Explore an Idyllic Ojai Refuge That's a West Coast Love Letter

Is it possible to look forward and backward at the same time? Judging by the unabashedly romantic, idiosyncratic home of Anne Crawford and Dudley DeZonia, the idea of reaching for the past while keeping an eye on the future is not only possible but, in this case, preferable. The couple’s historic Ojai refuge makes an eloquent case for the inspired coalescence of nostalgia and contemporary brio. “Rodman and I have always bonded around conversations about what constitutes an authentic idea of California—what it means to live in a way authentically connected to the land and history,” Crawford says, referring to her friend and longtime design collaborator Rodman Primack of the AD100 firm RP Miller. “This project was our attempt to reclaim the spirit of old California in a way that feels fresh and modern,” she adds. Primack seconds the notion: “Ojai is a truly special place, a remnant of what California felt like 40 or 50 years ago. We tried to honor the past, especially in the architectural restoration, but we didn’t want it to feel like a movie set.”

The kitchen has a Lacanche range vintage Holophane pendants from Hollywood at Home and antique Delft tiles interspersed...

The homage to the Golden State isn’t just an artificial conceptual gimmick. Crawford, a longtime Los Angeles tastemaker and former brand ambassador for fashion titans Rick Owens and Roger Vivier, is a fifth-generation Californian, as is Primack. Her husband, a retired entrepreneur, also has deep roots in the state. In fact, DeZonia grew up two doors away from Primack’s mother in the city of Whittier. In 2019, just months before COVID turned the world upside down, the couple fortuitously decamped from LA and purchased 20 acres in Ojai, where Crawford had attended summer school when she was a child. The property encompasses the main residence, built in 1910 by the scion of an early Ojai land developer and citrus farmer, along with a late-19th-century farmhouse and barn, all set among avocado and orange groves.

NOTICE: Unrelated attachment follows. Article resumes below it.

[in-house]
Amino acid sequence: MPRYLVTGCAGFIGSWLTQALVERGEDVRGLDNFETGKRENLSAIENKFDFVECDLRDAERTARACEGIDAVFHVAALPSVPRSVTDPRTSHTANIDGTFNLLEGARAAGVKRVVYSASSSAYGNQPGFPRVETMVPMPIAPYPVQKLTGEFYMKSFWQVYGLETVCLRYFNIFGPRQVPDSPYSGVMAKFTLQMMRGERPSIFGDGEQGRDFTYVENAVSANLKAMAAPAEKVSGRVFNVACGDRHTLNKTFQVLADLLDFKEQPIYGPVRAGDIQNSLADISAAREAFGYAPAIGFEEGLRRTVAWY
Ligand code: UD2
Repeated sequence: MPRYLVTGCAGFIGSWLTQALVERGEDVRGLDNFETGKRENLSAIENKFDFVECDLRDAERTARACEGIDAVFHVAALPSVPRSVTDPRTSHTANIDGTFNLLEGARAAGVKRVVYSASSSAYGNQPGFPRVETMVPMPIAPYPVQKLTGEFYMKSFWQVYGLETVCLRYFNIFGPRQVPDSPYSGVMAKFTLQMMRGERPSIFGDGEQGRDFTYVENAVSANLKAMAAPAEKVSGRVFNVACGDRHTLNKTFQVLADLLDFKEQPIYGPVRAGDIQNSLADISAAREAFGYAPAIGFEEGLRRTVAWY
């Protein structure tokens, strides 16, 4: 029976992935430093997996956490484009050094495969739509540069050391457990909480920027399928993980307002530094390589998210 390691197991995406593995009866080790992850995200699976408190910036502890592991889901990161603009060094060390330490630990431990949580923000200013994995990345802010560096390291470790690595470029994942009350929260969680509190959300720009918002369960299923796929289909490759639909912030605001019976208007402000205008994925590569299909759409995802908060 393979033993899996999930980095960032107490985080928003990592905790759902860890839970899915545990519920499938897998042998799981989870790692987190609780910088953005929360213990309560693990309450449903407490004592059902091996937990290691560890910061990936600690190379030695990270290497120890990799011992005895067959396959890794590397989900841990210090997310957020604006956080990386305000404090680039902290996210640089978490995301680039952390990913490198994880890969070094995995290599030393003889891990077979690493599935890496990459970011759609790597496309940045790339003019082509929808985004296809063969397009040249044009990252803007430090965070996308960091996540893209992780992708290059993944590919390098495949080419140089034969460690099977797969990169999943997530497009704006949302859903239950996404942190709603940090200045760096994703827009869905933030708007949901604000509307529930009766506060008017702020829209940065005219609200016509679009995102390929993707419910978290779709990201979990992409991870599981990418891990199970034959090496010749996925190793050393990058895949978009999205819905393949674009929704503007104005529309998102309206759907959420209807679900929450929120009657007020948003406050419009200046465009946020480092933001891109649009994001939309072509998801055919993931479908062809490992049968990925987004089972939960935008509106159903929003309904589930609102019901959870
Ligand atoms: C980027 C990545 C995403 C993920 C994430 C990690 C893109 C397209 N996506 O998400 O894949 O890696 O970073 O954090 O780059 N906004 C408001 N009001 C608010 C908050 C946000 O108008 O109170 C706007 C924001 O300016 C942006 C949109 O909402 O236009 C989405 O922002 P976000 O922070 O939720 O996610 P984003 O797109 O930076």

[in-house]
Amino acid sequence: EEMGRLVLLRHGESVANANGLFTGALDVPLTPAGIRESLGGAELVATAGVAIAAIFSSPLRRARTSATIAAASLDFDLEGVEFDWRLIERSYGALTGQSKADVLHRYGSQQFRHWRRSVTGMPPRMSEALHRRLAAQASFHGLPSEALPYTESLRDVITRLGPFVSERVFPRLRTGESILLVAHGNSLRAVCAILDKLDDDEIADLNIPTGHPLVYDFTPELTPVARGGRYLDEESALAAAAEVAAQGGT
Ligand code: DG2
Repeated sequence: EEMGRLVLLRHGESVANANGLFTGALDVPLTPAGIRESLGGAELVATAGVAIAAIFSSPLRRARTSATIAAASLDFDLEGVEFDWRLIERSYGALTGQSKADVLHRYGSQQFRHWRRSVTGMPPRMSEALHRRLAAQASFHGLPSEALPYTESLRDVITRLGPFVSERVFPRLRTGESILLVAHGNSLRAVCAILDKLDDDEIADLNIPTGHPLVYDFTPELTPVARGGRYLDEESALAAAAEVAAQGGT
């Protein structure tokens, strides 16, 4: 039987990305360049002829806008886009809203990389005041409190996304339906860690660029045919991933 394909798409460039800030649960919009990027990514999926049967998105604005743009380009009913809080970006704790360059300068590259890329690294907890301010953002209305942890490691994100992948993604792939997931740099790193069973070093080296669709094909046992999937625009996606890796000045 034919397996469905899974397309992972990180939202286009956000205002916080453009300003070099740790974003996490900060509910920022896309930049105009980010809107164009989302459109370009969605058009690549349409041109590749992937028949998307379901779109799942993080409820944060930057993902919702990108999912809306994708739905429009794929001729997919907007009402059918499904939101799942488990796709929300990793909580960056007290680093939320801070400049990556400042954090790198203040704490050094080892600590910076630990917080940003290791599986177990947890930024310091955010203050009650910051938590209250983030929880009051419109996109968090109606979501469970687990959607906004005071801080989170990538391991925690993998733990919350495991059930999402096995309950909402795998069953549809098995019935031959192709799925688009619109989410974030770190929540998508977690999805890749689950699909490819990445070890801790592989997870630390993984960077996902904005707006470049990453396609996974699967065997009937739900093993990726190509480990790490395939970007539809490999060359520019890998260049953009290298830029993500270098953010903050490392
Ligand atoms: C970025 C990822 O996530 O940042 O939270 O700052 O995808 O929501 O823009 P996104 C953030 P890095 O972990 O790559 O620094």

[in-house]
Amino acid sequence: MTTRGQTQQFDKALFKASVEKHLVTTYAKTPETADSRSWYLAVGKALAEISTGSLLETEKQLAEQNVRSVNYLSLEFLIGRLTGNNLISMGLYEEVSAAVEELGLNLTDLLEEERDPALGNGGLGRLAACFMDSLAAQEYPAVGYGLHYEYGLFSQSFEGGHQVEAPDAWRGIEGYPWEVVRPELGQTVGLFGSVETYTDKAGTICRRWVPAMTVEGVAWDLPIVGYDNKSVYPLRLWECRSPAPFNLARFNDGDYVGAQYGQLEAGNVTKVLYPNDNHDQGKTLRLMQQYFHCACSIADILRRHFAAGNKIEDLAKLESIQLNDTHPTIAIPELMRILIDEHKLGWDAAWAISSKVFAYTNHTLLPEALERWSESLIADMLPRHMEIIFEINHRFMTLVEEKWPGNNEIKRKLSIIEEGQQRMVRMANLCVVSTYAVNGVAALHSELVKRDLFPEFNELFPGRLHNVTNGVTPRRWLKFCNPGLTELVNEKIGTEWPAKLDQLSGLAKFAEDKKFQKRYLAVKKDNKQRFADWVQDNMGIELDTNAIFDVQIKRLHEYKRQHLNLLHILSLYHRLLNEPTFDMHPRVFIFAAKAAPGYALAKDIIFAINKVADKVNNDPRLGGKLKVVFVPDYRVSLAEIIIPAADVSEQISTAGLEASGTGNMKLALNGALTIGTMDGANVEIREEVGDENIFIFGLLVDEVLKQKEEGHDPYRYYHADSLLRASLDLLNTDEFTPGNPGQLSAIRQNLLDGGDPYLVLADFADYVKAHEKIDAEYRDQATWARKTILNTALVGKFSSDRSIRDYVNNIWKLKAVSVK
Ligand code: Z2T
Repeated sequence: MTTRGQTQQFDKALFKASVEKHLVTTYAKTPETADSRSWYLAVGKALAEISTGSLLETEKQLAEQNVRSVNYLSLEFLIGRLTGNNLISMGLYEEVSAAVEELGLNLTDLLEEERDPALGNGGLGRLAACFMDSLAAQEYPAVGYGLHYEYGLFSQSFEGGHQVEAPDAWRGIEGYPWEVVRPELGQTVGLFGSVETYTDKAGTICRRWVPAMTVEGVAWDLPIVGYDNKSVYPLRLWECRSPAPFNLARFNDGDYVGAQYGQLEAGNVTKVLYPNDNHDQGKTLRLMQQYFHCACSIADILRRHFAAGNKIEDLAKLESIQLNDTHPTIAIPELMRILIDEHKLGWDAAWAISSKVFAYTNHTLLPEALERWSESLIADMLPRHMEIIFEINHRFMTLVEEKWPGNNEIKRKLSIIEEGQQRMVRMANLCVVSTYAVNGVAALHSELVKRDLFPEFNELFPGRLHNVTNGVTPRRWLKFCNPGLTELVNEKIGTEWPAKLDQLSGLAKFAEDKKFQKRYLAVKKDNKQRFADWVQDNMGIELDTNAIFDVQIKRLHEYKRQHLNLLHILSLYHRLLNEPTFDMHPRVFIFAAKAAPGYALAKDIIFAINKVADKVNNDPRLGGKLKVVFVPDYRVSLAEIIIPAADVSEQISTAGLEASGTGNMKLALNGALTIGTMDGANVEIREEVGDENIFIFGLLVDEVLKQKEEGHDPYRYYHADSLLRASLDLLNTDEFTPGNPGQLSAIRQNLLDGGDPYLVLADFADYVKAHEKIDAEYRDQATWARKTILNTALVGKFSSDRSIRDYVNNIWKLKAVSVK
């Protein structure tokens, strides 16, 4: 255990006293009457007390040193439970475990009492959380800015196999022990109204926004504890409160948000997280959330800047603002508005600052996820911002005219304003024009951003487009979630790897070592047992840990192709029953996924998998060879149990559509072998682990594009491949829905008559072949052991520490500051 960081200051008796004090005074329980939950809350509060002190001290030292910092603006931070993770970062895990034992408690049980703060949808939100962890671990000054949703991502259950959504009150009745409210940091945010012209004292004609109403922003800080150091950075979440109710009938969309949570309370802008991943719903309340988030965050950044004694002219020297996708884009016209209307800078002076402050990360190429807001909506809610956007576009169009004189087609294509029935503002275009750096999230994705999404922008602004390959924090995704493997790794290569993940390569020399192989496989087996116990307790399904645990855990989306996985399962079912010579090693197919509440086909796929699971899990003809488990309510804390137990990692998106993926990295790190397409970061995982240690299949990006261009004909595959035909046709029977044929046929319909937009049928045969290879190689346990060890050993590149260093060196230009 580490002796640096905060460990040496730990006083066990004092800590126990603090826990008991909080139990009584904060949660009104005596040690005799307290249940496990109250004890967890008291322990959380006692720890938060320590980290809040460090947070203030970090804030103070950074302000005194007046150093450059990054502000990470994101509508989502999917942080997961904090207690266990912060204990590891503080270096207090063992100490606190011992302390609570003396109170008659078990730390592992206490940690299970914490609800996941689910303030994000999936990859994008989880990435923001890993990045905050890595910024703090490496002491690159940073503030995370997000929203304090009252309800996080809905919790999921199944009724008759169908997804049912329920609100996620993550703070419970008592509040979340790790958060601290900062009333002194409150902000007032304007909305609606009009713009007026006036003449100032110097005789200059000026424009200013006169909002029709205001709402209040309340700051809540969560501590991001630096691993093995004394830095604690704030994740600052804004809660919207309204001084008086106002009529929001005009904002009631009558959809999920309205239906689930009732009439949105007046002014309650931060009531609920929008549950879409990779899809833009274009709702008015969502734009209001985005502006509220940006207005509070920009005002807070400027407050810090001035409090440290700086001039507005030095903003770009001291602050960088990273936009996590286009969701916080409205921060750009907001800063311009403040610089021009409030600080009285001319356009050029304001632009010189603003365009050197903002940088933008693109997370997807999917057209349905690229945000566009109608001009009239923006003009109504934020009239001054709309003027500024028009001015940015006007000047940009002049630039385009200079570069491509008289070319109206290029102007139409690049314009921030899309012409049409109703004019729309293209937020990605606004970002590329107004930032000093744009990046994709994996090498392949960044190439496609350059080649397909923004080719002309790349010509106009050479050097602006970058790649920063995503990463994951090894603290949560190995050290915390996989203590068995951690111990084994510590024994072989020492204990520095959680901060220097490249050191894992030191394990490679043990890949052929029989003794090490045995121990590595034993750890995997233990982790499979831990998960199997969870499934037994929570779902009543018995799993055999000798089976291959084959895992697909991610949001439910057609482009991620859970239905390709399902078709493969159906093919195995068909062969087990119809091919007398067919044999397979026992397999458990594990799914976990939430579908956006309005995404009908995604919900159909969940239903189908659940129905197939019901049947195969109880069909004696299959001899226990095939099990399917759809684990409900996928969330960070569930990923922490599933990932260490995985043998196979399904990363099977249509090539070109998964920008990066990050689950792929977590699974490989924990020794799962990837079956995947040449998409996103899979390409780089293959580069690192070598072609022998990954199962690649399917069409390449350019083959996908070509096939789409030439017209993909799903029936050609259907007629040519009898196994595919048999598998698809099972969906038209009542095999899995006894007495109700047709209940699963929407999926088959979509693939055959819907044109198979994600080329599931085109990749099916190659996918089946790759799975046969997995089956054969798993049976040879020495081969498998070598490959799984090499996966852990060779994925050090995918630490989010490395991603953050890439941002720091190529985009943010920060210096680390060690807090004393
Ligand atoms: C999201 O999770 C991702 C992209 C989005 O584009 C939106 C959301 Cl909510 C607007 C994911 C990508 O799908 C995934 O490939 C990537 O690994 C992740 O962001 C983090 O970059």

Crawford and DeZonia both rave about Ojai’s storied metaphysical energy, said to draw its power as a spiritual vortex from the geomagnetic force of the Topatopa Mountains. Originally settled by the Native American Chumash people, the land has long attracted seekers of sanctuary and spiritual uplift, from the Indian philosopher Jiddu Krishnamurti and the American artist and potter Beatrice Wood to a current crop of Hollywood heavyweights eager to find refuge from the tumult of Tinseltown. “Life here is happily unhurried and stress-free. The energy is real,” DeZonia affirms.

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